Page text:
Spectrum Pharmaceuticals has worked some magic with acquisitions, driving sales of forgotten cancer drugs higher. Let's see if it can do the same for its newest (re)acquisition.
First, the biotech has to get the drug approved.
The company announced today that it had reacquired the full rights to bladder cancer treatment apaziquone from its partner Allergan . I couldn't find any mention of money changing hands in the deal, but Allergan will get a royalty on future sales for giving up its rights to the drug.
My best guess is that the two former partners had different views of what to do with apaziquone after the drug failed to meet its primary endpoint in two phase 3 trials last April. Allergan likely thought there wasn't any reason to throw more money chasing a potential approval and was happy to give up control.
Spectrum is clinging onto the fact that the combined data from the two trials showed that apaziquone reduced the rate of tumor recurrence after two years and delayed the time it took for the tumor to reoccur.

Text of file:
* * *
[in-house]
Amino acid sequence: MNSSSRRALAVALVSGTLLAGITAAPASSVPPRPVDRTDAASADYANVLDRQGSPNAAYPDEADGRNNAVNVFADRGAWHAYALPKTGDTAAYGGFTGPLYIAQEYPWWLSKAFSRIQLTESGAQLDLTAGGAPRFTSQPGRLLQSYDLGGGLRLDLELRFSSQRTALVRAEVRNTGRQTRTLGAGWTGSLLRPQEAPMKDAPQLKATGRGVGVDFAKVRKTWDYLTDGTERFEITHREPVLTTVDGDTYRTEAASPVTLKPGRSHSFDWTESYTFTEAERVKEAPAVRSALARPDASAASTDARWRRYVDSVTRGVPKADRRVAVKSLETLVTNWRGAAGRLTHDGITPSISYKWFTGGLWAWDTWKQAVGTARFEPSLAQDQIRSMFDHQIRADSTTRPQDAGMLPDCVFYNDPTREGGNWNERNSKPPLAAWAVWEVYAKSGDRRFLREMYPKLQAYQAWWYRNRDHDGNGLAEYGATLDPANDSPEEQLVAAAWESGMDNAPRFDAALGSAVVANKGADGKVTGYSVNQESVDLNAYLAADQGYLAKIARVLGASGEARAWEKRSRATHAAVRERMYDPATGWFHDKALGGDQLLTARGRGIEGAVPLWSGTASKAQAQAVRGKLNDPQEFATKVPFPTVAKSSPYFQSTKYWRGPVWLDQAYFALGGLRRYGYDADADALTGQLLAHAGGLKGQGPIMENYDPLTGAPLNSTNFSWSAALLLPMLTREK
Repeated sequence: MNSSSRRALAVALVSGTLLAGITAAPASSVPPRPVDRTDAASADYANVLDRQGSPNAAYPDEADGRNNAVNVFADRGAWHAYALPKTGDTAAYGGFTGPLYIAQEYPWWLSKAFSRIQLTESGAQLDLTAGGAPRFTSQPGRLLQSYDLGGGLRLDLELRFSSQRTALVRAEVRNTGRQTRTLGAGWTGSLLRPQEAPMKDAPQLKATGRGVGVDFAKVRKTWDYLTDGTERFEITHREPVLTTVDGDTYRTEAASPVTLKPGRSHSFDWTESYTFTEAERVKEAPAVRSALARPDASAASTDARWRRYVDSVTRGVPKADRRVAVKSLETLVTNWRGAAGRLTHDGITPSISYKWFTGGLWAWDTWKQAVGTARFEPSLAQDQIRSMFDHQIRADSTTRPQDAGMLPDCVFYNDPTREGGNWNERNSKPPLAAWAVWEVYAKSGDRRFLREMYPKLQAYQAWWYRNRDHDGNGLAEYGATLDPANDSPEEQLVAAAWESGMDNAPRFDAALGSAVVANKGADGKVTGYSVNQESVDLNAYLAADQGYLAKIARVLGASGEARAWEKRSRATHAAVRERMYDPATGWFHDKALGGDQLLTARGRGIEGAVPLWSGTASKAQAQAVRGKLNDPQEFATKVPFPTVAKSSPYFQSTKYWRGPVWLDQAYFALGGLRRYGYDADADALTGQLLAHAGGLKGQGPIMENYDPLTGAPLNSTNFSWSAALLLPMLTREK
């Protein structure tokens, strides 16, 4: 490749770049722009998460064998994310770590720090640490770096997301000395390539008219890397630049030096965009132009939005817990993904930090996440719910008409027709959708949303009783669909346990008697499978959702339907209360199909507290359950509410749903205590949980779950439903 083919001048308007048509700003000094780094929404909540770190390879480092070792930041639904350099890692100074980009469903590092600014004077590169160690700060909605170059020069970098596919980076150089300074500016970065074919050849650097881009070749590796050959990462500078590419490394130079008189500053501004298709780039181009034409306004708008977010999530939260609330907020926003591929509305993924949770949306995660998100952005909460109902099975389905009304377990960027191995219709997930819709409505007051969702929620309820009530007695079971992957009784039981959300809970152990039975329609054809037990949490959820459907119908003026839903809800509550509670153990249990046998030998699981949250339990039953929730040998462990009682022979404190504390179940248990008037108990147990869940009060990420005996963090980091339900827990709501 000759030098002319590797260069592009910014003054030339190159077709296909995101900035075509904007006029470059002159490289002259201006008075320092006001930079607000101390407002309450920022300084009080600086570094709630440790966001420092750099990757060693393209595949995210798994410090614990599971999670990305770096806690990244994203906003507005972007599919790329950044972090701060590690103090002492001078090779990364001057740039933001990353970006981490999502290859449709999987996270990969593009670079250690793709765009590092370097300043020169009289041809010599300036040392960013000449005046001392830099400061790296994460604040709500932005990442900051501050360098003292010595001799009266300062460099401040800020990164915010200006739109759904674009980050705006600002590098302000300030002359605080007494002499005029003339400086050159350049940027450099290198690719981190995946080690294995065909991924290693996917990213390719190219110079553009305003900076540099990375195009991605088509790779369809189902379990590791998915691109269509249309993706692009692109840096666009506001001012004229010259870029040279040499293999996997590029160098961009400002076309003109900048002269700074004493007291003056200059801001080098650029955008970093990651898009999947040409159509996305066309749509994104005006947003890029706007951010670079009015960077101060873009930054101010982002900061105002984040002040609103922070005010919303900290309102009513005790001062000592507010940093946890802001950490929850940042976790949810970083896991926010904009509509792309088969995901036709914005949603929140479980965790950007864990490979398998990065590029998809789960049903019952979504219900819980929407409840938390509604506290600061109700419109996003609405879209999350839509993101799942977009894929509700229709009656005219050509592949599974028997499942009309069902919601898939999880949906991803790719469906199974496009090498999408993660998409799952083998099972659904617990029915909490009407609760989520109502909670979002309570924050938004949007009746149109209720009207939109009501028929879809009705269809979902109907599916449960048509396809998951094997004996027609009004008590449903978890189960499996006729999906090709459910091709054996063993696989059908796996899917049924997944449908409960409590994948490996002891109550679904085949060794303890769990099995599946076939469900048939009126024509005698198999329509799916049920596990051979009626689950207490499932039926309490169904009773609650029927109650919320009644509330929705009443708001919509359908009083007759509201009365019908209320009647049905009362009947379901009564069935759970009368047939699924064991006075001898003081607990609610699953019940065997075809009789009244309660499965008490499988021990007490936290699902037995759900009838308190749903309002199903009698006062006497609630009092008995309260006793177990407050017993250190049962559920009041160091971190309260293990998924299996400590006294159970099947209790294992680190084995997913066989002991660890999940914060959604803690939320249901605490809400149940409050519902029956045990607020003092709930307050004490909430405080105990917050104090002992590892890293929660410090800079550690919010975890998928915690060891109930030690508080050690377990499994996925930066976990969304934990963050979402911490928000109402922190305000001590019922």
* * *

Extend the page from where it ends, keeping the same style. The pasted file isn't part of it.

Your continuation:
The biotech says the Food and Drug Administration has agreed to accept an application based on the combined data, but that's not saying a whole lot. Just because the agency is happy to collect Spectrum's PSUFA fees and send it off to an advisory committee doesn't mean it's likely to approve the drug based on combined data. InterMune (Nasdaq: ITMN) had one positive trial in addition to combined data that showed its drug was working, but the FDA rejected it. Investors shouldn't expect anything different for apaziquone.
It just seems like a waste of time and money to submit to the FDA at this point, but maybe the potential payoff of launching years earlier makes it worth the effort. As long as the company is running a new phase 3 trial in parallel with its long-shot strategy, I guess it's a reasonable strategy.
Like playing the lotto is a reasonable strategy with pocket change.
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The article A Reacquired Drug Lottery Ticket originally appeared on Fool.com.
Fool contributor Brian Orelli has no position in any stocks mentioned. Fool contributor Brian Orelli, Ph.D. has no position in any stocks mentioned. The Motley Fool has no position in any of the stocks mentioned. Try any of our Foolish newsletter services free for 30 days. We Fools may not all hold the same opinions, but we all believe that considering a diverse range of insights makes us better investors. The Motley Fool has a disclosure policy.
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